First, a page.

Angiogenesis inhibition by monoclonal antibodies against vascular endothelial growth factor receptor (VEGFR) combined with cytotoxic chemotherapy has shown encouraging potential for improvement of cancer treatment. Several rationales exist for combining VEGFR antibodies with ionizing radiation, a primary curative cancer treatment, either in bimodal or trimodal fashion, i.e. with or without additional chemotherapy. This systematic review compares the results of preclinical and clinical studies published before December 2006. The combination of VEGFR inhibitors with irradiation in animal models consistently resulted in improved tumor growth delay (at least additive effects), despite different treatment schedules. Only one study evaluated tumor control dose (TCD)50 as a measure of tumor cure (radiation dose yielding permanent local control in 50% of the tumors). Also in this setting, anti-VEGFR antibody treatment improved the outcome. Importantly, both radiotherapy schedule and sequence of the modalities in combined treatment may impact on the outcome. Hence, further preclinical studies examining these parameters need to be conducted. While preclinical research is ongoing, phase I and II clinical trials with bevacizumab, usually combined with radio- and chemotherapy, have been designed. Early results suggest that acute toxicity is acceptable, planned surgery after such treatment is feasible, and that further evaluation of such combined modality treatment is warranted.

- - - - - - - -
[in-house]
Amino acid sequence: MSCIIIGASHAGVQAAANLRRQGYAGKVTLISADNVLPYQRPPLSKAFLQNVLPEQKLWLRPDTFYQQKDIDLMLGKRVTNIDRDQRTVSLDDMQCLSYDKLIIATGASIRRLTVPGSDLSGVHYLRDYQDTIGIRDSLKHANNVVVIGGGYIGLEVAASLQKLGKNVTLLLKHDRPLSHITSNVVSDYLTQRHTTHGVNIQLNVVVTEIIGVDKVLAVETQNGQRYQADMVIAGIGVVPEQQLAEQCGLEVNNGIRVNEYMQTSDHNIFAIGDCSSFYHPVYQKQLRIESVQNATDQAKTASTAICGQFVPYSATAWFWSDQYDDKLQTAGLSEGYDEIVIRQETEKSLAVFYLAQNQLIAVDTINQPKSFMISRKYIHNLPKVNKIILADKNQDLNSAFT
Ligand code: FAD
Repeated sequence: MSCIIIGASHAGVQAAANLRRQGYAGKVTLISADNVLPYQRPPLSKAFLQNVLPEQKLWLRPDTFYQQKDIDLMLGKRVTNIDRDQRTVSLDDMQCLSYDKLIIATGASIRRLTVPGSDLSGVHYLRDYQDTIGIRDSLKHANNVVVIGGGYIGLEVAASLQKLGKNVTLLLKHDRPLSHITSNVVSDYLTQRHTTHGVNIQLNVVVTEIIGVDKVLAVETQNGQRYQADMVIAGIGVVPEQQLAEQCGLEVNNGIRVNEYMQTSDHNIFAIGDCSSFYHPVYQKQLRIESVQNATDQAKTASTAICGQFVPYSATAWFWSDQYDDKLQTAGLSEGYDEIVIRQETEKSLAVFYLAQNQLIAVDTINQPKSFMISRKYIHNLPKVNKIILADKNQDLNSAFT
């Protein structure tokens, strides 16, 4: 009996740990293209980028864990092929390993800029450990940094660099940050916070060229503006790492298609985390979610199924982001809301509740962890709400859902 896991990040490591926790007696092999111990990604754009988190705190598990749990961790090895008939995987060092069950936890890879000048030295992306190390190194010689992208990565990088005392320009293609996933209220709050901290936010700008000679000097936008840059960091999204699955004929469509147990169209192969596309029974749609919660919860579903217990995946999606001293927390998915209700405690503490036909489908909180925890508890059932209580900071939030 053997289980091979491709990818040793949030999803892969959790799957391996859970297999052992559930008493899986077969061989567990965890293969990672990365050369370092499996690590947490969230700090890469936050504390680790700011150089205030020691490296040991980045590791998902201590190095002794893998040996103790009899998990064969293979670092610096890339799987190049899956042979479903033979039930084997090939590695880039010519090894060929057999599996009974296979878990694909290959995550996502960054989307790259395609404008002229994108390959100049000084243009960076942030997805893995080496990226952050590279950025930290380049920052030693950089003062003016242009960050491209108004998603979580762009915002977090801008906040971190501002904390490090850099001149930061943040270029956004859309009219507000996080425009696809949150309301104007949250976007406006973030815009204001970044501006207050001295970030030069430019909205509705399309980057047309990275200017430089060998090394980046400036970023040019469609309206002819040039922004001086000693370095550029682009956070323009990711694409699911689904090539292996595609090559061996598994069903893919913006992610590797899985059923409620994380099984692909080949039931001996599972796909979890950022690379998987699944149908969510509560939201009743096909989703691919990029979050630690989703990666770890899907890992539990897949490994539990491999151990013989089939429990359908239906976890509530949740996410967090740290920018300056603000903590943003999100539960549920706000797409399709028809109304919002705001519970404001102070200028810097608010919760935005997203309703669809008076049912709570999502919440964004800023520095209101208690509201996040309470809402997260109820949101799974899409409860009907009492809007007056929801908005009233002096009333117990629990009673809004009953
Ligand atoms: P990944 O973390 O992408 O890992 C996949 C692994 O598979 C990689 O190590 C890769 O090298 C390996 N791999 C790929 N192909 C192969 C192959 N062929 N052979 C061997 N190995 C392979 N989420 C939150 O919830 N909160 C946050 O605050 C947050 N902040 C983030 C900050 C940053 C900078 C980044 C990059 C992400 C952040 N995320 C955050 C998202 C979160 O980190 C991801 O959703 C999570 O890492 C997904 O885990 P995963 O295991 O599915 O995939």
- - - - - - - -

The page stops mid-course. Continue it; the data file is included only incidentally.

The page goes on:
Keywords: Radiotherapy, Cancer, Angiogenesis, Radiosensitizer, Vascular endothelial growth factor, Bevacizumab
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